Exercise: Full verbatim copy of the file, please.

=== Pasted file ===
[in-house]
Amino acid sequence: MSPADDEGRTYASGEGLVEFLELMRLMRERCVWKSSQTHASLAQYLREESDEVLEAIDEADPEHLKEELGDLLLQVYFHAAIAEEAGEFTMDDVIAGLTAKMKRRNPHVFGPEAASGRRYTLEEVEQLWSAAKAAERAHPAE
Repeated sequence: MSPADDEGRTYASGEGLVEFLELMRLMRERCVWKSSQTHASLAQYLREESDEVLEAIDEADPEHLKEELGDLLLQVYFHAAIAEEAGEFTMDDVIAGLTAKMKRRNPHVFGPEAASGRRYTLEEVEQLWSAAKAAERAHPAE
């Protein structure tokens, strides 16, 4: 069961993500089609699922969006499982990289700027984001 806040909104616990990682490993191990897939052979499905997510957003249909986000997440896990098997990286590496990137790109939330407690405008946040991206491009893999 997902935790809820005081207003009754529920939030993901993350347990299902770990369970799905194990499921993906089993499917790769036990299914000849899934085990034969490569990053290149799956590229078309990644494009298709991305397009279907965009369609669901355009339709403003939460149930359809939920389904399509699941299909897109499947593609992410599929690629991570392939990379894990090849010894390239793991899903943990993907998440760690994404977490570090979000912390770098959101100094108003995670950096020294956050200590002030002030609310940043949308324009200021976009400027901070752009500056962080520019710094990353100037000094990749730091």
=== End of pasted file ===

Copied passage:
[in-house]
Amino acid sequence: MSPADDEGRTYASGEGLVEFLELMRLMRERCVWKSSQTHASLAQYLREESDEVLEAIDEADPEHLKEELGDLLLQVYFHAAIAEEAGEFTMDDVIAGLTAKMKRRNPHVFGPEAASGRRYTLEEVEQLWSAAKAAERAHPAE
Repeated sequence: MSPADDEGRTYASGEGLVEFLELMRLMRERCVWKSSQTHASLAQYLREESDEVLEAIDEADPEHLKEELGDLLLQVYFHAAIAEEAGEFTMDDVIAGLTAKMKRRNPHVFGPEAASGRRYTLEEVEQLWSAAKAAERAHPAE
């Protein structure tokens, strides 16, 4: 069961993500089609699922969006499982990289700027984001 806040909104616990990682490993191990897939052979499905997510957003249909986000997440896990098997990286590496990137790109939330407690405008946040991206491009893999 997902935790809820005081207003009754529920939030993901993350347990299902770990369970799905194990499921993906089993499917790769036990299914000849899934085990034969490569990053290149799956590229078309990644494009298709991305397009279907965009369609669901355009339709403003939460149930359809939920389904399509699941299909897109499947593609992410599929690629991570392939990379894990090849010894390239793991899903943990993907998440760690994404977490570090979000912390770098959101100094108003995670950096020294956050200590002030002030609310940043949308324009200021976009400027901070752009500056962080520019710094990353100037000094990749730091």